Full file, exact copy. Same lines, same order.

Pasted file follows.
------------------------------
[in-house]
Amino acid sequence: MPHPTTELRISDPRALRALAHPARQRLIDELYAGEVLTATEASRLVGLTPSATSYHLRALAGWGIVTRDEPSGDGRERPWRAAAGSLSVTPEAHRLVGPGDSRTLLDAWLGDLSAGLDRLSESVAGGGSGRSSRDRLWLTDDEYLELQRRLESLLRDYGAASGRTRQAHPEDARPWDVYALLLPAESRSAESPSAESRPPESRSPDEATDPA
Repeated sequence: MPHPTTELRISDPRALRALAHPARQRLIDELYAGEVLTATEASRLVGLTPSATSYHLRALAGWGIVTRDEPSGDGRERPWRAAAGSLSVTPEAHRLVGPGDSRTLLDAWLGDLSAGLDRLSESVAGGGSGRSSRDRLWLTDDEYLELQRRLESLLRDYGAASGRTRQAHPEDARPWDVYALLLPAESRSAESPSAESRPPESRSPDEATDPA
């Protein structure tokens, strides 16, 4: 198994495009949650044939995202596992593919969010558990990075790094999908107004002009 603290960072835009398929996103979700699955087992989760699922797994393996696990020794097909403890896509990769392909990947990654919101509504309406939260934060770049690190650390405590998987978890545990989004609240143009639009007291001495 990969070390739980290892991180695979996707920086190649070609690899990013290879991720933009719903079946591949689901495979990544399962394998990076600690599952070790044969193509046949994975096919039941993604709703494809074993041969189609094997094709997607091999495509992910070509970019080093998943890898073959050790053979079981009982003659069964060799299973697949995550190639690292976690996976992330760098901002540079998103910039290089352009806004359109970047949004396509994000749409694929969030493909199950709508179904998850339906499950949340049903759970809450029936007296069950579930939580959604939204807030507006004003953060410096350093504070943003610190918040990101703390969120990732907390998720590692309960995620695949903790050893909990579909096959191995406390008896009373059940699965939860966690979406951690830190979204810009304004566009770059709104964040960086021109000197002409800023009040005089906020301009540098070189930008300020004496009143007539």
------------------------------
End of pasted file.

[in-house]
Amino acid sequence: MPHPTTELRISDPRALRALAHPARQRLIDELYAGEVLTATEASRLVGLTPSATSYHLRALAGWGIVTRDEPSGDGRERPWRAAAGSLSVTPEAHRLVGPGDSRTLLDAWLGDLSAGLDRLSESVAGGGSGRSSRDRLWLTDDEYLELQRRLESLLRDYGAASGRTRQAHPEDARPWDVYALLLPAESRSAESPSAESRPPESRSPDEATDPA
Repeated sequence: MPHPTTELRISDPRALRALAHPARQRLIDELYAGEVLTATEASRLVGLTPSATSYHLRALAGWGIVTRDEPSGDGRERPWRAAAGSLSVTPEAHRLVGPGDSRTLLDAWLGDLSAGLDRLSESVAGGGSGRSSRDRLWLTDDEYLELQRRLESLLRDYGAASGRTRQAHPEDARPWDVYALLLPAESRSAESPSAESRPPESRSPDEATDPA
């Protein structure tokens, strides 16, 4: 198994495009949650044939995202596992593919969010558990990075790094999908107004002009 603290960072835009398929996103979700699955087992989760699922797994393996696990020794097909403890896509990769392909990947990654919101509504309406939260934060770049690190650390405590998987978890545990989004609240143009639009007291001495 990969070390739980290892991180695979996707920086190649070609690899990013290879991720933009719903079946591949689901495979990544399962394998990076600690599952070790044969193509046949994975096919039941993604709703494809074993041969189609094997094709997607091999495509992910070509970019080093998943890898073959050790053979079981009982003659069964060799299973697949995550190639690292976690996976992330760098901002540079998103910039290089352009806004359109970047949004396509994000749409694929969030493909199950709508179904998850339906499950949340049903759970809450029936007296069950579930939580959604939204807030507006004003953060410096350093504070943003610190918040990101703390969120990732907390998720590692309960995620695949903790050893909990579909096959191995406390008896009373059940699965939860966690979406951690830190979204810009304004566009770059709104964040960086021109000197002409800023009040005089906020301009540098070189930008300020004496009143007539």